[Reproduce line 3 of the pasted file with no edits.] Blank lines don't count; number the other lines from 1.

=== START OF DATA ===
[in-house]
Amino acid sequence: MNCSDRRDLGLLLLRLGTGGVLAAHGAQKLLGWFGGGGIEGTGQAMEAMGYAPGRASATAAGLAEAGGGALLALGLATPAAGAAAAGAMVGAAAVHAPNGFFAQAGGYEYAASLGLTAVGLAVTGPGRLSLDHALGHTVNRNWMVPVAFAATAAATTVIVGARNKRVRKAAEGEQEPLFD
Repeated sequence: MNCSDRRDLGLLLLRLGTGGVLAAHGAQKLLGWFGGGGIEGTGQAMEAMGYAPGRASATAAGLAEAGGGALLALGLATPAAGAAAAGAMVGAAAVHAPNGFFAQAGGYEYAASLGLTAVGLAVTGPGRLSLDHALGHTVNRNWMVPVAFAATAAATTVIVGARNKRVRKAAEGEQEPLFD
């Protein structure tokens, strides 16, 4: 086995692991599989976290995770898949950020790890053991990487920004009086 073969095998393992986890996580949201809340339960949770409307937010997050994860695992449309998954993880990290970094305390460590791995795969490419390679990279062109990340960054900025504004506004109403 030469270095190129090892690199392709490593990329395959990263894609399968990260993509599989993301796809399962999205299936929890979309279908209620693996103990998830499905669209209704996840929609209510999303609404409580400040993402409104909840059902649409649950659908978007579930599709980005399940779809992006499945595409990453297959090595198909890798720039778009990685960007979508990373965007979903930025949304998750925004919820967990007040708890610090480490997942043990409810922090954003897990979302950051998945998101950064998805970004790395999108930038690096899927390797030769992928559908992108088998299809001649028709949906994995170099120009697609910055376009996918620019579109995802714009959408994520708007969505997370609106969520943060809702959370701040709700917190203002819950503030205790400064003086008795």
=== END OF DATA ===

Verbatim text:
Repeated sequence: MNCSDRRDLGLLLLRLGTGGVLAAHGAQKLLGWFGGGGIEGTGQAMEAMGYAPGRASATAAGLAEAGGGALLALGLATPAAGAAAAGAMVGAAAVHAPNGFFAQAGGYEYAASLGLTAVGLAVTGPGRLSLDHALGHTVNRNWMVPVAFAATAAATTVIVGARNKRVRKAAEGEQEPLFD